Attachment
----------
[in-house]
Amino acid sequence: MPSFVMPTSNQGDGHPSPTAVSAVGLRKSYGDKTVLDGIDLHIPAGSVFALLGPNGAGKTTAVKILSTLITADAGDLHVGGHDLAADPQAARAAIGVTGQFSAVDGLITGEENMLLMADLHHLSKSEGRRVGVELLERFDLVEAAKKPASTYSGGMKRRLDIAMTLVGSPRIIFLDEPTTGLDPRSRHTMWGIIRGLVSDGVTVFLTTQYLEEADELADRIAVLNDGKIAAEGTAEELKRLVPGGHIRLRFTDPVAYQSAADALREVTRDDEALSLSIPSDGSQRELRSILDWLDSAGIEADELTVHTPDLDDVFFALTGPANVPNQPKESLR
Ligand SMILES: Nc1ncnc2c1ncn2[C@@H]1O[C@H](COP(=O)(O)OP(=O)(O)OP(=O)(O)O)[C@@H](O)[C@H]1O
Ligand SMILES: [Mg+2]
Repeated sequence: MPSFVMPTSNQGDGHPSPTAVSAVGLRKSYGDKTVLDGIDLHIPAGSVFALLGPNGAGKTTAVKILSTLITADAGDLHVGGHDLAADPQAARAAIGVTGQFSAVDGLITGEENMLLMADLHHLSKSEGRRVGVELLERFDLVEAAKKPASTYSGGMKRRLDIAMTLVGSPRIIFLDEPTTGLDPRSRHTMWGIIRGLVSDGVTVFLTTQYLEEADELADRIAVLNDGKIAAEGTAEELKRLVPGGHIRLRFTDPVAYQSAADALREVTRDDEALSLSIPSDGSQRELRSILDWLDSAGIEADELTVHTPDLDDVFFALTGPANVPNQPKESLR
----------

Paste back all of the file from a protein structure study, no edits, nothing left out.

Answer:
[in-house]
Amino acid sequence: MPSFVMPTSNQGDGHPSPTAVSAVGLRKSYGDKTVLDGIDLHIPAGSVFALLGPNGAGKTTAVKILSTLITADAGDLHVGGHDLAADPQAARAAIGVTGQFSAVDGLITGEENMLLMADLHHLSKSEGRRVGVELLERFDLVEAAKKPASTYSGGMKRRLDIAMTLVGSPRIIFLDEPTTGLDPRSRHTMWGIIRGLVSDGVTVFLTTQYLEEADELADRIAVLNDGKIAAEGTAEELKRLVPGGHIRLRFTDPVAYQSAADALREVTRDDEALSLSIPSDGSQRELRSILDWLDSAGIEADELTVHTPDLDDVFFALTGPANVPNQPKESLR
Ligand SMILES: Nc1ncnc2c1ncn2[C@@H]1O[C@H](COP(=O)(O)OP(=O)(O)OP(=O)(O)O)[C@@H](O)[C@H]1O
Ligand SMILES: [Mg+2]
Repeated sequence: MPSFVMPTSNQGDGHPSPTAVSAVGLRKSYGDKTVLDGIDLHIPAGSVFALLGPNGAGKTTAVKILSTLITADAGDLHVGGHDLAADPQAARAAIGVTGQFSAVDGLITGEENMLLMADLHHLSKSEGRRVGVELLERFDLVEAAKKPASTYSGGMKRRLDIAMTLVGSPRIIFLDEPTTGLDPRSRHTMWGIIRGLVSDGVTVFLTTQYLEEADELADRIAVLNDGKIAAEGTAEELKRLVPGGHIRLRFTDPVAYQSAADALREVTRDDEALSLSIPSDGSQRELRSILDWLDSAGIEADELTVHTPDLDDVFFALTGPANVPNQPKESLR